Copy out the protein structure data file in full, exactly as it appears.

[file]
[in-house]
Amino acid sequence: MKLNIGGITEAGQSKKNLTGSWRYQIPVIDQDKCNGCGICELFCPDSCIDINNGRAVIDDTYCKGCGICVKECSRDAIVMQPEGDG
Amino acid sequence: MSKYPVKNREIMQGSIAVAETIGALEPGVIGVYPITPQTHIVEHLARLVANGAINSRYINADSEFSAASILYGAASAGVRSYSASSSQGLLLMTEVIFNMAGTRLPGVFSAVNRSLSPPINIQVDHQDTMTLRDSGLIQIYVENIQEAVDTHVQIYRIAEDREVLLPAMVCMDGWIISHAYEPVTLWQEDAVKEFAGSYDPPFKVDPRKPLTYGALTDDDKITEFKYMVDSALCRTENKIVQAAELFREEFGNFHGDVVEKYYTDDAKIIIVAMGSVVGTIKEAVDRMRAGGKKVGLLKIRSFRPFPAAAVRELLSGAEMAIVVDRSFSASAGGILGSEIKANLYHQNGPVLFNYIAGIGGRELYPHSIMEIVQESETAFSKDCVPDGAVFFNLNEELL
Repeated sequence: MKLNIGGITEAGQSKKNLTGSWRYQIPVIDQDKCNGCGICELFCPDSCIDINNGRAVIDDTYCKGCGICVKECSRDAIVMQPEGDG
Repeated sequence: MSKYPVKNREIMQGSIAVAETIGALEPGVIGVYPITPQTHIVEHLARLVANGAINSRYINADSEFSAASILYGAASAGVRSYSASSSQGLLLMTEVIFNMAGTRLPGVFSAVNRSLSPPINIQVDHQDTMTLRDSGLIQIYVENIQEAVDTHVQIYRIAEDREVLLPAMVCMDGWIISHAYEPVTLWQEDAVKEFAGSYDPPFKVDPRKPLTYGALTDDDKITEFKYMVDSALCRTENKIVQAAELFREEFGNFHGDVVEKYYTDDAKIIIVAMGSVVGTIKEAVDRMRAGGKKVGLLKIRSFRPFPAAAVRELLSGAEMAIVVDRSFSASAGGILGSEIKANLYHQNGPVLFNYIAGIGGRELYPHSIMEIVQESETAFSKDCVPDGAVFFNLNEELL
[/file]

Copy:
[in-house]
Amino acid sequence: MKLNIGGITEAGQSKKNLTGSWRYQIPVIDQDKCNGCGICELFCPDSCIDINNGRAVIDDTYCKGCGICVKECSRDAIVMQPEGDG
Amino acid sequence: MSKYPVKNREIMQGSIAVAETIGALEPGVIGVYPITPQTHIVEHLARLVANGAINSRYINADSEFSAASILYGAASAGVRSYSASSSQGLLLMTEVIFNMAGTRLPGVFSAVNRSLSPPINIQVDHQDTMTLRDSGLIQIYVENIQEAVDTHVQIYRIAEDREVLLPAMVCMDGWIISHAYEPVTLWQEDAVKEFAGSYDPPFKVDPRKPLTYGALTDDDKITEFKYMVDSALCRTENKIVQAAELFREEFGNFHGDVVEKYYTDDAKIIIVAMGSVVGTIKEAVDRMRAGGKKVGLLKIRSFRPFPAAAVRELLSGAEMAIVVDRSFSASAGGILGSEIKANLYHQNGPVLFNYIAGIGGRELYPHSIMEIVQESETAFSKDCVPDGAVFFNLNEELL
Repeated sequence: MKLNIGGITEAGQSKKNLTGSWRYQIPVIDQDKCNGCGICELFCPDSCIDINNGRAVIDDTYCKGCGICVKECSRDAIVMQPEGDG
Repeated sequence: MSKYPVKNREIMQGSIAVAETIGALEPGVIGVYPITPQTHIVEHLARLVANGAINSRYINADSEFSAASILYGAASAGVRSYSASSSQGLLLMTEVIFNMAGTRLPGVFSAVNRSLSPPINIQVDHQDTMTLRDSGLIQIYVENIQEAVDTHVQIYRIAEDREVLLPAMVCMDGWIISHAYEPVTLWQEDAVKEFAGSYDPPFKVDPRKPLTYGALTDDDKITEFKYMVDSALCRTENKIVQAAELFREEFGNFHGDVVEKYYTDDAKIIIVAMGSVVGTIKEAVDRMRAGGKKVGLLKIRSFRPFPAAAVRELLSGAEMAIVVDRSFSASAGGILGSEIKANLYHQNGPVLFNYIAGIGGRELYPHSIMEIVQESETAFSKDCVPDGAVFFNLNEELL